For many in the LGBTQ community, there is real fear about the coming Donald Trump presidency. It's been under two years since the Supreme Court declared same-sex marriages must be legalized recognized across the country with Obergefell v. Hodges, and those who fought for it surely don't want to move backwards. Some are worried, though, if Trump could rollback same-sex marriage protections that have been in place for such a relatively short time.
Trump has left same-sex marriage supporters confused about his positions on the issue. During the campaign, Trump told Fox News' Chris Wallace he would appoint judges who oppose same-sex marriage. But shortly after becoming president, he told CBS' Leslie Stahl, "I mean it’s done … these cases have gone to the Supreme Court. They’ve been settled. And I’m fine with that.”
While running for president, Trump occasionally broke with Republican orthodoxy by embracing the LGBTQ community, especially through his claims after the Orlando Pulse nightclub attack that restrictions on Muslim immigration would protect them (a sentiment largely rejected by LGBTQ leaders).
On the other hand, Trump frequently embraced anti-LGBTQ groups. He appeared alongside high-profile leaders of the Christian Right at the Values Voters Summit in September, and his Vice President, Mike Pence, has been a long-time opponent of LGBTQ rights.
Like with many issues, Trump seems all over the map. At the very least, Trump will probably be a break from the Obama administration's active pursuit of expanded rights and privileges for LGBTQ Americans. With issues like discrimination protections based on sexual orientation and/or gender identity, the fights of the LGBTQ community are certainly not over.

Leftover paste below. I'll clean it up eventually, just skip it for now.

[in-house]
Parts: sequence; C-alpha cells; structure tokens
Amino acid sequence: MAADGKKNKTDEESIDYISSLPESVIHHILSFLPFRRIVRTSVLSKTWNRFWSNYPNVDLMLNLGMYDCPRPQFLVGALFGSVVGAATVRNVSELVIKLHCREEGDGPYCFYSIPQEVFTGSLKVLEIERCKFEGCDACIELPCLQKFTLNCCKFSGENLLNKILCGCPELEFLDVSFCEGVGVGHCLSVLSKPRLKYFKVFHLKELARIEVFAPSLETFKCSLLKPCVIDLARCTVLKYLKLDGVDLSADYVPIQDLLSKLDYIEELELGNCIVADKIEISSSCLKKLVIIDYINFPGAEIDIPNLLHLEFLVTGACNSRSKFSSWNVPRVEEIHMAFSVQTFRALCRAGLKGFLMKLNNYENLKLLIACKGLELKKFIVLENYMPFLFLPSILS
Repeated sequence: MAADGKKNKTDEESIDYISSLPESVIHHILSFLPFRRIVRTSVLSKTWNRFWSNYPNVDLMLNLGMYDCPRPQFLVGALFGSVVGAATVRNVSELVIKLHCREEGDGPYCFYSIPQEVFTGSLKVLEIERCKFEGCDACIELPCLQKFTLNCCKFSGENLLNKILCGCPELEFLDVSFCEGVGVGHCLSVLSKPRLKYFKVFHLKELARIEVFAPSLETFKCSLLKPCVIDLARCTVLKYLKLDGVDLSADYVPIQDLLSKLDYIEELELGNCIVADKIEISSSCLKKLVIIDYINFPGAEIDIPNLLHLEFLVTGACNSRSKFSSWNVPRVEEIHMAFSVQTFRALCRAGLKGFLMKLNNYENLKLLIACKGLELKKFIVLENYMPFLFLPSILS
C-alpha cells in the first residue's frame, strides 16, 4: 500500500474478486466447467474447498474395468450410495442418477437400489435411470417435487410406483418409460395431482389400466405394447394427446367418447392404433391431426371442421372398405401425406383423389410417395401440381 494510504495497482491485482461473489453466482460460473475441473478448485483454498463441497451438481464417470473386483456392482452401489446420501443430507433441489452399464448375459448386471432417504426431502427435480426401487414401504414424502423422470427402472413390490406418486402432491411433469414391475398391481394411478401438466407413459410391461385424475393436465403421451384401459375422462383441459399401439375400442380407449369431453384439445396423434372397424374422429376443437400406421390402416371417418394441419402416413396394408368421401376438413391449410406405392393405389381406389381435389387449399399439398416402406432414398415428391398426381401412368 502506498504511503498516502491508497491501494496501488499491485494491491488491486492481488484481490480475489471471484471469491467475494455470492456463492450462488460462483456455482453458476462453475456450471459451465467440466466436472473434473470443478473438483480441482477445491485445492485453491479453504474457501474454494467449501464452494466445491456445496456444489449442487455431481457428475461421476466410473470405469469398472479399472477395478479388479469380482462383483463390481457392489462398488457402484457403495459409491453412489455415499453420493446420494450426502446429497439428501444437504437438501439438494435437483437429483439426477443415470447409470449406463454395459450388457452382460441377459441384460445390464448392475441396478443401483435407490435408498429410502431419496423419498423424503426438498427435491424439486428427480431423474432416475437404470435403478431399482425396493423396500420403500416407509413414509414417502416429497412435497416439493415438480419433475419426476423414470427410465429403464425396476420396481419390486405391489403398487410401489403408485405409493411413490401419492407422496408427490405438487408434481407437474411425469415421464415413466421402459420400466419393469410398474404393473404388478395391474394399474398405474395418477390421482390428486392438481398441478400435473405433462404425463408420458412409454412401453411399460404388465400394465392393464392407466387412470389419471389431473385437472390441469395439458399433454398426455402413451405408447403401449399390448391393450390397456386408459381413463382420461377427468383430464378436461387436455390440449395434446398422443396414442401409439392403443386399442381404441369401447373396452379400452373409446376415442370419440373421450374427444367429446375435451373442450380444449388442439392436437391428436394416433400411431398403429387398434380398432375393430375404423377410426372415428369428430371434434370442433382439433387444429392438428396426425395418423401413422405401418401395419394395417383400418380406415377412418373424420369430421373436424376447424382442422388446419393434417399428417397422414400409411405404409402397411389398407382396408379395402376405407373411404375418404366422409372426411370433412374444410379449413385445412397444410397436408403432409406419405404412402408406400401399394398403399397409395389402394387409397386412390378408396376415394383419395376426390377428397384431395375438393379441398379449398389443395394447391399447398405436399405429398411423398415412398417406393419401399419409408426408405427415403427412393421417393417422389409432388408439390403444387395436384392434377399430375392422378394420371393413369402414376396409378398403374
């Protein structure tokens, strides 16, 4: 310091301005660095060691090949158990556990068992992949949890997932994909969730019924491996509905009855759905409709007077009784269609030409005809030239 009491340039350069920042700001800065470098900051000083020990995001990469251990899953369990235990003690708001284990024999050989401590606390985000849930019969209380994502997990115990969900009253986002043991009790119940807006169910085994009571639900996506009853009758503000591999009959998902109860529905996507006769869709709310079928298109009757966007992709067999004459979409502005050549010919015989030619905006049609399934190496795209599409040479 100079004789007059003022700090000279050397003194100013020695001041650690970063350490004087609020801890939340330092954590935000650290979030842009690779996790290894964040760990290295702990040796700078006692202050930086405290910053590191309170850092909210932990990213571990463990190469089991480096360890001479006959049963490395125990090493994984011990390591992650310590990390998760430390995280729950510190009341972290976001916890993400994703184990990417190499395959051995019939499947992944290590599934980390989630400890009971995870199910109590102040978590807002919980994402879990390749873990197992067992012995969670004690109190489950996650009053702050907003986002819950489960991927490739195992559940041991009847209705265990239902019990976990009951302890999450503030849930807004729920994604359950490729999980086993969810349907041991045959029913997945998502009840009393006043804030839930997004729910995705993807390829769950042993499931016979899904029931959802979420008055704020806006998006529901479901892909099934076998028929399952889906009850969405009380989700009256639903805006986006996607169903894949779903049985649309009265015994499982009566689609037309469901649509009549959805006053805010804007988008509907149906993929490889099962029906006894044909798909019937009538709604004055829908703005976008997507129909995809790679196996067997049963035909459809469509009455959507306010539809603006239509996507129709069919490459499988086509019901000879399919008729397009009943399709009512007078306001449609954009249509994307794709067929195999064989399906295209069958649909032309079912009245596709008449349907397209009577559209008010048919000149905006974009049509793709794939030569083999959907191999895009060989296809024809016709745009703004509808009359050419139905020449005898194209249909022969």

But I think there's reason to actually take Trump's comments to Stahl on 60 Minutes more seriously than his others. It's not because I think they more accurately show what's truly in Trump's heart. But Trump's assessment that the same-sex marriage issue is "settled" should be listened to, because, simply, he's right.
It takes a lot to overturn a Supreme Court decision. Obergefell v. Hodges, the 2015 case that led to the Court legalizing same-sex marriage nationwide could only be overruled by either a) a constitutional amendment banning same-sex marriage, or b) a new court case that overturned the decision. The first option is incredibly unlikely. A Constitutional amendment would have to be passed by two-thirds (38) of the states. Considering that 36 states had already legalized same-sex marriage in advance of the 2015 Supreme Court decision and as of May 2016, Americans support it by a margin of 57-35, according to surveys by the Pew Research Center.
So how likely is the other option? Well, not very, even if Trump gets the chance to nominate the most conservative justices in the history of the court (which itself isn't particularly likely — Supreme Court appointments have to be approved by the Senate, which has a slim Republican majority of 52 seats, and are subject to a potential filibuster). The American legal system tends to abide by the principle of stare decisis, which defers to previous decisions. For a case to challenge an established court decision, it has to prove that the previous decision is causing damage, and a plaintiff must be found with standing — a stake in the issue that the court must protect. For a case to make it to any court, someone would have to prove that they're directly harmed by same-sex couples getting married. For comparison, the 1967 case Loving v. Virginia legalized interracial marriage, and the five decades since have not seen any serious challenge.
This does not mean that LGTBQ issues won't need advocates during the Trump administration. But on the fundamental issue of whether same-sex love is legal, things are probably "settled."